learned ignorance

by Frederick W. Ricord
from the Latin of Hugo Grotius

Image: Newark History
Image: Newark History

Who, curious, undertakes all things to span,
By dint of labor all his own, nor can
A limit to his mental pow’rs admit,
A poor judge makes—a valuer unfit
Of self and nature; for the God o’er all
Would have us wonder much, with knowledge small,
And touch alone what in our way is set.
This primal error leads to greater yet,
For he who lack of knowledge will deny,
Himself with fallacy must satisfy.
The mind that’s most at ease, will err the least,
Content on knowledge smoothly earned to feast;
Nor will it search for that which searching flies.
Not knowing some things, ofttimes is most wise.

Frederick W. Ricord was a man of letters and historian, a linguist and educator, and a two-term mayor of Newark. As librarian and secretary of the board of education, he produced three volumes on Roman history for schools.

“Learned Ignorance,” one of Ricord’s many verse translations, appeared with his rendering of Terence’s Self-tormentor in 1885. The original by Grotius follows:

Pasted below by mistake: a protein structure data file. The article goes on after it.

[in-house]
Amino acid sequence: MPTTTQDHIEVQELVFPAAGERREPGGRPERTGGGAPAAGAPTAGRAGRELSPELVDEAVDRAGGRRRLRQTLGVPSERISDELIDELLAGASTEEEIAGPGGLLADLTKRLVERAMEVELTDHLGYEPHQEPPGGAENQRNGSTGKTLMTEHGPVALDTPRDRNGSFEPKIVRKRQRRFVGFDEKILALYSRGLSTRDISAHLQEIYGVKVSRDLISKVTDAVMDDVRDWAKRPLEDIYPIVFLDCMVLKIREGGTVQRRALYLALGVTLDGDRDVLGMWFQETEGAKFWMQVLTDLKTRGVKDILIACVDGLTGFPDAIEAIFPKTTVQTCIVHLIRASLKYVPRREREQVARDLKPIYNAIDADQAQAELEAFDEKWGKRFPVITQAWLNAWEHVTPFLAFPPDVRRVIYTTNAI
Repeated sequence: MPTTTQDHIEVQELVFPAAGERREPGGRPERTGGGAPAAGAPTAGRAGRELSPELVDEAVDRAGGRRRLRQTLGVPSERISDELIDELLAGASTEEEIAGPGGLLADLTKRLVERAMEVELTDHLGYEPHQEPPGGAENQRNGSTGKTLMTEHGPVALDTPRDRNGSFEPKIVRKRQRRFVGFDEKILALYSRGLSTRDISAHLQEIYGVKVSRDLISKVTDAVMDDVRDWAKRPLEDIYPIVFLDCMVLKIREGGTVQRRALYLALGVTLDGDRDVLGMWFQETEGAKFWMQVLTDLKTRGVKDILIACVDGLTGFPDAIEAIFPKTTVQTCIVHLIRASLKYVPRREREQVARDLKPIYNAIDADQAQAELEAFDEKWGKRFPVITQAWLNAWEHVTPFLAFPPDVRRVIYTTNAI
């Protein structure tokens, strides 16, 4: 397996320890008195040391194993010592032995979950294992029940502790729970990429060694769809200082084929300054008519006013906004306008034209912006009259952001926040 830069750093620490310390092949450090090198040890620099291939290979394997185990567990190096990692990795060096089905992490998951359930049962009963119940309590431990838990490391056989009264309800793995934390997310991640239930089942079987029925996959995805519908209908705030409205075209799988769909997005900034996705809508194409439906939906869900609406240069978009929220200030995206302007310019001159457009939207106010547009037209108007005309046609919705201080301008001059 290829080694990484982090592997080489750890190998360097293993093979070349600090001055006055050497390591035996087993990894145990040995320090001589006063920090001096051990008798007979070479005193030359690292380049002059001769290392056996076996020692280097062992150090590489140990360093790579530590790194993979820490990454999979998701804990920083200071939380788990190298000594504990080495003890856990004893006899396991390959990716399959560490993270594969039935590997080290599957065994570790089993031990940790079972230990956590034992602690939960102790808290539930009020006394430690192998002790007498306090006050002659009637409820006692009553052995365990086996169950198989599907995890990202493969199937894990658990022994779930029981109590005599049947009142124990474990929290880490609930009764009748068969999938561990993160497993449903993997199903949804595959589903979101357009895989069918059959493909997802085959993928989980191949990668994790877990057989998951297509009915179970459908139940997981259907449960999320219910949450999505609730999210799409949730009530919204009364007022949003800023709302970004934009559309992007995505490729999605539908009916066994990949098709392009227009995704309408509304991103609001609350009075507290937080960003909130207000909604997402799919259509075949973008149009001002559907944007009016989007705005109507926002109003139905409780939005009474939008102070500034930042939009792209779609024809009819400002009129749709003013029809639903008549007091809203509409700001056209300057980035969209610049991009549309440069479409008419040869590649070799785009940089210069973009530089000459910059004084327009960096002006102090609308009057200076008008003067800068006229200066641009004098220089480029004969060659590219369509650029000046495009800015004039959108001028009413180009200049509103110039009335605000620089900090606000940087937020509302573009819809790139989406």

Qui curiosus postulat totum suae
                Patere menti, ferre qui non sufficit
                Mediocritatis conscientiam suae,
                Iudex iniquus, aestimator est malus
                Suique naturaeque: nam rerum parens,
                Libanda tantum quae venit mortalibus,
                Nos scire pauca, multa mirari iubet.
                Hic primus error auctor est peioribus.
                Nam qui fateri nil potest incognitum,
                Falso necesse est placet ignorantiam;
                Umbrasque inanes captet inter nubila
                Imaginosae adulter Ixion Deae.
                Magis quiescet animus, errabit minus,
                Contentus eruditione parabili,
                Nec quaeret illam, siqua quaerentem fugit.
                Nescire quaedam, magna pars Sapientiae est.

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